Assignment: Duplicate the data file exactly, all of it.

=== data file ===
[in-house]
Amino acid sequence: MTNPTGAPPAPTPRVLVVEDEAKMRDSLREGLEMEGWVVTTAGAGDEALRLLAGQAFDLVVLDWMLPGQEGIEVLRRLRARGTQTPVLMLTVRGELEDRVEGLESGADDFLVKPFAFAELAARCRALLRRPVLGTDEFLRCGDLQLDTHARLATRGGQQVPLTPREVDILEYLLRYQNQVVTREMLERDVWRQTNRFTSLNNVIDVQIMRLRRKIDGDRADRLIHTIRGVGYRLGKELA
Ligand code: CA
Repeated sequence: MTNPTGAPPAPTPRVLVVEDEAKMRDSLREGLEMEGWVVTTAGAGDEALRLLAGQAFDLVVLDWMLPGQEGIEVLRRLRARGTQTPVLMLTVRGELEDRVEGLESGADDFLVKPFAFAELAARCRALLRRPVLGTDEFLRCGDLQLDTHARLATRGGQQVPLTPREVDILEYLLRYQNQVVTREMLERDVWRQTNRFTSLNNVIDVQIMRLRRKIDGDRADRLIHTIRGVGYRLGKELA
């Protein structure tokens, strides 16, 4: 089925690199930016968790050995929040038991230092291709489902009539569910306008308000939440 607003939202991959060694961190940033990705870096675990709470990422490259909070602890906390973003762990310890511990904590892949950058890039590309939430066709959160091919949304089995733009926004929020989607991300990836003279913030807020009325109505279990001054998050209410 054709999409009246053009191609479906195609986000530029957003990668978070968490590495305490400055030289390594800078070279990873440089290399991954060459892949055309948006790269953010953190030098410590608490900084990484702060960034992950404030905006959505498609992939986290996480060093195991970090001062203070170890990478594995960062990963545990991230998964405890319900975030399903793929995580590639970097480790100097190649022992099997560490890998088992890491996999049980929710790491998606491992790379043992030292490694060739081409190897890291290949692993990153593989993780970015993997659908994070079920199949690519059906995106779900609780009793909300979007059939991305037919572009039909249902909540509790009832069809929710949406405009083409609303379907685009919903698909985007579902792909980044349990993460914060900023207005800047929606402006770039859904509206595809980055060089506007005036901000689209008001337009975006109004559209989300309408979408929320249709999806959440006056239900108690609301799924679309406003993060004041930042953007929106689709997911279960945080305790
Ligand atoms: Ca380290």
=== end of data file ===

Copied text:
[in-house]
Amino acid sequence: MTNPTGAPPAPTPRVLVVEDEAKMRDSLREGLEMEGWVVTTAGAGDEALRLLAGQAFDLVVLDWMLPGQEGIEVLRRLRARGTQTPVLMLTVRGELEDRVEGLESGADDFLVKPFAFAELAARCRALLRRPVLGTDEFLRCGDLQLDTHARLATRGGQQVPLTPREVDILEYLLRYQNQVVTREMLERDVWRQTNRFTSLNNVIDVQIMRLRRKIDGDRADRLIHTIRGVGYRLGKELA
Ligand code: CA
Repeated sequence: MTNPTGAPPAPTPRVLVVEDEAKMRDSLREGLEMEGWVVTTAGAGDEALRLLAGQAFDLVVLDWMLPGQEGIEVLRRLRARGTQTPVLMLTVRGELEDRVEGLESGADDFLVKPFAFAELAARCRALLRRPVLGTDEFLRCGDLQLDTHARLATRGGQQVPLTPREVDILEYLLRYQNQVVTREMLERDVWRQTNRFTSLNNVIDVQIMRLRRKIDGDRADRLIHTIRGVGYRLGKELA
């Protein structure tokens, strides 16, 4: 089925690199930016968790050995929040038991230092291709489902009539569910306008308000939440 607003939202991959060694961190940033990705870096675990709470990422490259909070602890906390973003762990310890511990904590892949950058890039590309939430066709959160091919949304089995733009926004929020989607991300990836003279913030807020009325109505279990001054998050209410 054709999409009246053009191609479906195609986000530029957003990668978070968490590495305490400055030289390594800078070279990873440089290399991954060459892949055309948006790269953010953190030098410590608490900084990484702060960034992950404030905006959505498609992939986290996480060093195991970090001062203070170890990478594995960062990963545990991230998964405890319900975030399903793929995580590639970097480790100097190649022992099997560490890998088992890491996999049980929710790491998606491992790379043992030292490694060739081409190897890291290949692993990153593989993780970015993997659908994070079920199949690519059906995106779900609780009793909300979007059939991305037919572009039909249902909540509790009832069809929710949406405009083409609303379907685009919903698909985007579902792909980044349990993460914060900023207005800047929606402006770039859904509206595809980055060089506007005036901000689209008001337009975006109004559209989300309408979408929320249709999806959440006056239900108690609301799924679309406003993060004041930042953007929106689709997911279960945080305790
Ligand atoms: Ca380290």